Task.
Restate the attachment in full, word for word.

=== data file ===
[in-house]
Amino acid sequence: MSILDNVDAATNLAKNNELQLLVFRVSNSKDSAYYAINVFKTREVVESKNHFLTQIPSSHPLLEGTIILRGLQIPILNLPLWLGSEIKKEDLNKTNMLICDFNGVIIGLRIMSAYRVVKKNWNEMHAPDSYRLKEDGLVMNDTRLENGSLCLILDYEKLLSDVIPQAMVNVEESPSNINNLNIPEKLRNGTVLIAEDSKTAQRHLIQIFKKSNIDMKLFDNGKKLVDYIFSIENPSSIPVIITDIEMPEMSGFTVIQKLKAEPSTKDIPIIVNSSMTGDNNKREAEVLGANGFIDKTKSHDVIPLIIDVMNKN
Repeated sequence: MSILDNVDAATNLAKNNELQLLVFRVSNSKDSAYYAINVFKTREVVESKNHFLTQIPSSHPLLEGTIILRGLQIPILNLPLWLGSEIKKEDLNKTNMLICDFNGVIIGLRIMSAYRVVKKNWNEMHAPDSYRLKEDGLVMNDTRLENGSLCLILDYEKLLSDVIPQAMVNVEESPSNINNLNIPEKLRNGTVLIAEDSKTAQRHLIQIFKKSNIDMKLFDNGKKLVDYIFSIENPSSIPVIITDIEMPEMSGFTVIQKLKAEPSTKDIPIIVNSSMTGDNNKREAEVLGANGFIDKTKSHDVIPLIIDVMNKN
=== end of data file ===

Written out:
[in-house]
Amino acid sequence: MSILDNVDAATNLAKNNELQLLVFRVSNSKDSAYYAINVFKTREVVESKNHFLTQIPSSHPLLEGTIILRGLQIPILNLPLWLGSEIKKEDLNKTNMLICDFNGVIIGLRIMSAYRVVKKNWNEMHAPDSYRLKEDGLVMNDTRLENGSLCLILDYEKLLSDVIPQAMVNVEESPSNINNLNIPEKLRNGTVLIAEDSKTAQRHLIQIFKKSNIDMKLFDNGKKLVDYIFSIENPSSIPVIITDIEMPEMSGFTVIQKLKAEPSTKDIPIIVNSSMTGDNNKREAEVLGANGFIDKTKSHDVIPLIIDVMNKN
Repeated sequence: MSILDNVDAATNLAKNNELQLLVFRVSNSKDSAYYAINVFKTREVVESKNHFLTQIPSSHPLLEGTIILRGLQIPILNLPLWLGSEIKKEDLNKTNMLICDFNGVIIGLRIMSAYRVVKKNWNEMHAPDSYRLKEDGLVMNDTRLENGSLCLILDYEKLLSDVIPQAMVNVEESPSNINNLNIPEKLRNGTVLIAEDSKTAQRHLIQIFKKSNIDMKLFDNGKKLVDYIFSIENPSSIPVIITDIEMPEMSGFTVIQKLKAEPSTKDIPIIVNSSMTGDNNKREAEVLGANGFIDKTKSHDVIPLIIDVMNKN